9 Sun. Does he not speak English? Is this the problem?
10 MR. SUN: Well, I think he speaks English.
11 We haven't asked for an interpreter. If you think you
12 want to adjourn and get one, it's up to you. We --
13 MR. KLAYMAN: Well, then, I'm trying to
14 figure out why he can't answer a simple question.
15 MR. SUN: That's your perspective. Maybe
16 your questions aren't clear or maybe you're asking two
17 questions at once.
18 Q. Okay. Let me repeat it again. When did you
19 get a job at Los Alamos? Is that difficult to
20 understand, Mr. Lee?
21 A. Toward the end of 1978.
22 Q. And what job did you get?
23 MR. COPPOLINO: Hold on for a second, Mr.
24 Klayman. I would just observe that the witness is not
25 going to be able to disclose classified details about
1 his work, but he can certainly describe his duties in a
2 nonclassified manner.
3 MR. SUN: Do you understand what Mr.
4 Coppolino just said?
5 THE WITNESS: No. Can you state again?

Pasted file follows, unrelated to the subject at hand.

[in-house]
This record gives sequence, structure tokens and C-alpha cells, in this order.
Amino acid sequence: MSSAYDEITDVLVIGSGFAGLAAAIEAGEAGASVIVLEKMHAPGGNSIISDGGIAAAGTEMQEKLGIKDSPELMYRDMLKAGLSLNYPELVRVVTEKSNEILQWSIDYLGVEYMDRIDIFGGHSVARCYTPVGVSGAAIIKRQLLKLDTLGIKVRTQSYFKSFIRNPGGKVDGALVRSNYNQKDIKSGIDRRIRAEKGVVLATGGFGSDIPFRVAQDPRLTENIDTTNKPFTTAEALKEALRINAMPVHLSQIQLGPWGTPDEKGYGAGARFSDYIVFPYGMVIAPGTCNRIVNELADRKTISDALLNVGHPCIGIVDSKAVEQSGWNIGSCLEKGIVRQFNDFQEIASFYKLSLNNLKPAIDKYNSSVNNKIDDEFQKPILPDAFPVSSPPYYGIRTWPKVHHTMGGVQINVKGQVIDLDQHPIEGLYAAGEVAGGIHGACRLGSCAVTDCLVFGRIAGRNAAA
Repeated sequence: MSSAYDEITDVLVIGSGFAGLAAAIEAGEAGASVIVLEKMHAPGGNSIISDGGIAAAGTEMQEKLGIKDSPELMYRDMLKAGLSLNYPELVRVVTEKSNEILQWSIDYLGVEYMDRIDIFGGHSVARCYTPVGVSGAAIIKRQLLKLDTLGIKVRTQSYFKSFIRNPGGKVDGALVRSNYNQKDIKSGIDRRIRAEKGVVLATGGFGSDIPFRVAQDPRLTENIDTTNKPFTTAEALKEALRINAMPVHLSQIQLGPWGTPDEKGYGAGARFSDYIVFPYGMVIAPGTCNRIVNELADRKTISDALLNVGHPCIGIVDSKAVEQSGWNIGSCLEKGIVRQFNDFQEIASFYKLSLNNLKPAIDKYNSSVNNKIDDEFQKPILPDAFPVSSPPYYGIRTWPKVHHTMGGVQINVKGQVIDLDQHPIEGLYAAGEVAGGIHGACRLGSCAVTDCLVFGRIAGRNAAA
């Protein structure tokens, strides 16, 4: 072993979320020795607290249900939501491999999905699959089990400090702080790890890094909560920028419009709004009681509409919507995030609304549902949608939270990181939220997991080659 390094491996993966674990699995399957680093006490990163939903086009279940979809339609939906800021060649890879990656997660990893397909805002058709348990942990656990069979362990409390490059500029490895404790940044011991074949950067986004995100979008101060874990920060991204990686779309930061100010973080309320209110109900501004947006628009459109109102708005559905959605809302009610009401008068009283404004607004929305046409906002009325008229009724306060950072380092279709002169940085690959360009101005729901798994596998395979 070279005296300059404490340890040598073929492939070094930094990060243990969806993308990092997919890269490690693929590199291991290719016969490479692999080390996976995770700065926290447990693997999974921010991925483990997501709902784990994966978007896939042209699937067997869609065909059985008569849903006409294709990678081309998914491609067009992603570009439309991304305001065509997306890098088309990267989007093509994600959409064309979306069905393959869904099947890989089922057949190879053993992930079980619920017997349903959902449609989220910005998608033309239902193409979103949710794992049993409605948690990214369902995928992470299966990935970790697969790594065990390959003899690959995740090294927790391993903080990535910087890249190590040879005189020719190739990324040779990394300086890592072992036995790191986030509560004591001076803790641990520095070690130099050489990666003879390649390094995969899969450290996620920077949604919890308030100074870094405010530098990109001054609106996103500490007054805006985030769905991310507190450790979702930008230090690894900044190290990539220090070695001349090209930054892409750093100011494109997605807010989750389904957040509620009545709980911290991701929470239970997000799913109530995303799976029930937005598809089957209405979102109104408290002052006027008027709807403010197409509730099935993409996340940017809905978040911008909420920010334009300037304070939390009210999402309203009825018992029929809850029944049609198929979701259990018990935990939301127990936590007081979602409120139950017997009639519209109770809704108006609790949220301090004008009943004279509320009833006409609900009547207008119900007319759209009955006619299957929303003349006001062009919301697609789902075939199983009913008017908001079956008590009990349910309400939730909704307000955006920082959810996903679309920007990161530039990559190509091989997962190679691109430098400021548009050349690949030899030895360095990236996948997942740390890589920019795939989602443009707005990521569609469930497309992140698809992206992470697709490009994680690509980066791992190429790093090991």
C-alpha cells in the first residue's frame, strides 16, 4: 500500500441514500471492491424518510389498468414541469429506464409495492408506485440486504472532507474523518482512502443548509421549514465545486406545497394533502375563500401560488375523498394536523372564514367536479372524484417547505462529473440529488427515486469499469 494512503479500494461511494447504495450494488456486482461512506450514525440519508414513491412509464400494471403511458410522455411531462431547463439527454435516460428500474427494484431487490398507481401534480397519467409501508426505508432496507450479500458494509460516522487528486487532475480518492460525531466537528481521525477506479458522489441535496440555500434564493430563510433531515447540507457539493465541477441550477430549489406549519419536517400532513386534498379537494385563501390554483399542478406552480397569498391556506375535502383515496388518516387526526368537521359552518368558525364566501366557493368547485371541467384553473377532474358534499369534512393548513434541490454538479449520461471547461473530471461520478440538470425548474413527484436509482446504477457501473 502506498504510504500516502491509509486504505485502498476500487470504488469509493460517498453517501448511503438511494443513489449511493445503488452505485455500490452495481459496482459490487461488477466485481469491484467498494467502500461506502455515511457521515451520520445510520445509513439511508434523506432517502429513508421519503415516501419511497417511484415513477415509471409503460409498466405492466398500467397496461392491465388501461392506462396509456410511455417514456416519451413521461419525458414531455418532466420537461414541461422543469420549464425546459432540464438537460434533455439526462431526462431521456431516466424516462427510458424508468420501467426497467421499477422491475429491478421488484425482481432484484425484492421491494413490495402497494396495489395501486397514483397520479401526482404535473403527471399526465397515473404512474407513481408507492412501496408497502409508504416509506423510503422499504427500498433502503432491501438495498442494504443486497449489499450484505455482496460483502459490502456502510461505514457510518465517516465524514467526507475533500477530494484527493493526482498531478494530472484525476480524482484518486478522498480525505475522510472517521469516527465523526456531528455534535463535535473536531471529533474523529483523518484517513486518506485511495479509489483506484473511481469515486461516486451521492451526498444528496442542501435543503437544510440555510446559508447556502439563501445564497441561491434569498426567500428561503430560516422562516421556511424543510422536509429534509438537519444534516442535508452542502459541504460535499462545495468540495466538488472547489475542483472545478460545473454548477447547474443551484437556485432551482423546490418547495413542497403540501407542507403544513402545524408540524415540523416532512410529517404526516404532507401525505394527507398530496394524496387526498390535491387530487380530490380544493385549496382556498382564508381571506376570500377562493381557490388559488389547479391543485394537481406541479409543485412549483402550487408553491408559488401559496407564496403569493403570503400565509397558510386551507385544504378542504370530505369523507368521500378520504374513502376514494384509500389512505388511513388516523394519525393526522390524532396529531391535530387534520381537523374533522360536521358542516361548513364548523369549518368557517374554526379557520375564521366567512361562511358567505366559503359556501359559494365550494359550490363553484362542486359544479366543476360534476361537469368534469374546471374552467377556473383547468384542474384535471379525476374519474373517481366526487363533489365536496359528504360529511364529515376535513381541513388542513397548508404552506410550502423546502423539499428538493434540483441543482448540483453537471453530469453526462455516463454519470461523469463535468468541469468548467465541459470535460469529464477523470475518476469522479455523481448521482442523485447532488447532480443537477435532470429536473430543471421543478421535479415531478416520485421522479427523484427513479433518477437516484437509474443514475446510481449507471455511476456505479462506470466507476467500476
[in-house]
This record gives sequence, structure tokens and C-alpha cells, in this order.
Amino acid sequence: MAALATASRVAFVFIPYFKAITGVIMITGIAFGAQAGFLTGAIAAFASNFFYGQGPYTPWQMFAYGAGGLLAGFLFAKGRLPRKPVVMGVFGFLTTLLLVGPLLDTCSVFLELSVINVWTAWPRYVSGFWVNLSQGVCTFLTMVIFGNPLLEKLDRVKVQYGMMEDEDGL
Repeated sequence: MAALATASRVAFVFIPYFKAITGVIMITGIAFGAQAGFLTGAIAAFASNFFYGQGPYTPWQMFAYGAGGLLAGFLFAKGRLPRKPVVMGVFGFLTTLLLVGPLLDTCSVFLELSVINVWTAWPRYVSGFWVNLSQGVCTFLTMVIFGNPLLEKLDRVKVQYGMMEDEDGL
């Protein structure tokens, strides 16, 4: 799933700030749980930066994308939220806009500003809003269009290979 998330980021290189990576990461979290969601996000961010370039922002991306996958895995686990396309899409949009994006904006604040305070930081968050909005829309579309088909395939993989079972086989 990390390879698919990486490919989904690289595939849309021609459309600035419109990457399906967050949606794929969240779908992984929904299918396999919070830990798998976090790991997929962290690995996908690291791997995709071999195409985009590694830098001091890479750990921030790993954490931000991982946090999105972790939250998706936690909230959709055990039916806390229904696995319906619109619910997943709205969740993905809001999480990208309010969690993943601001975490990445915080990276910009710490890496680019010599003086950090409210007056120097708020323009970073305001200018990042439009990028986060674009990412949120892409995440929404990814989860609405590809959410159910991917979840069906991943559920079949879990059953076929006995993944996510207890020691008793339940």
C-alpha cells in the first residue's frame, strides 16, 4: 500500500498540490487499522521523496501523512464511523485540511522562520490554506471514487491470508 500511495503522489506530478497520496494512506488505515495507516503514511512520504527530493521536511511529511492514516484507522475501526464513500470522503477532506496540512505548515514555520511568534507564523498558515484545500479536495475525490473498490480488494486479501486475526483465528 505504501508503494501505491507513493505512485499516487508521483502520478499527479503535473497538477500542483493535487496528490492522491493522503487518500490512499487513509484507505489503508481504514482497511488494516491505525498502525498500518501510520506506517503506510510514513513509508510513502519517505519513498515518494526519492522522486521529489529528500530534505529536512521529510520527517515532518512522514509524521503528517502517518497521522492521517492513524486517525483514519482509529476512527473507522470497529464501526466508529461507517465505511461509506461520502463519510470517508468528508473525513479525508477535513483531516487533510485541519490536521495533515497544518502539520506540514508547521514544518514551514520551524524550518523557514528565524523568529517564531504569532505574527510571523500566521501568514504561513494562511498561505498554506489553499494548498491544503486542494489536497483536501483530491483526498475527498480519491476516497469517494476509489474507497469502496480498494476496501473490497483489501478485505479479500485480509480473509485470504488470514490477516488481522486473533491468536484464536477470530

6 MR. COPPOLINO: I just stated that the
7 witness can describe his duties at Los Alamos in a
8 nonclassified manner, but is not to divulge the
9 classified nature of any of his work in responding to
10 the question as to what your duties are.
11 THE WITNESS: Okay.
12 MR. COPPOLINO: Okay.
13 Q. What job did you get in 1978?
14 A. I get a research work on fluid mechanic.
15 Q. And, generally speaking, what kind of
16 research work?
17 A. I'm working on the computer code which deal
18 with fluid mechanic.
19 Q. And what is the computer code used for?
20 MR. COPPOLINO: Objection. Hold on. I would
21 just state that in answering the question, the witness
22 cannot disclose the application of computer codes to
23 nuclear weapons -- nuclear weapons design manufacture.
24 Thank you.
25 MR. KLAYMAN: Well, you're not saying that
1 the issue of whether or not computer codes are used
2 with relation to nuclear weapons is classified, are
4 MR. COPPOLINO: No, that's not classified.
5 MR. KLAYMAN: All right. That's all I'm
6 looking to get here.
7 MR. COPPOLINO: Well, I was just -- I was
8 really directing my comment to him and not to you.
9 MR. KLAYMAN: Yeah, I'm not looking to get
10 the computer codes.
11 MR. COPPOLINO: Yeah, I just wanted to tell
12 him that --
13 MR. KLAYMAN: Others already have.
14 MR. COPPOLINO: -- in describing his research
15 with respect to computer codes, he cannot describe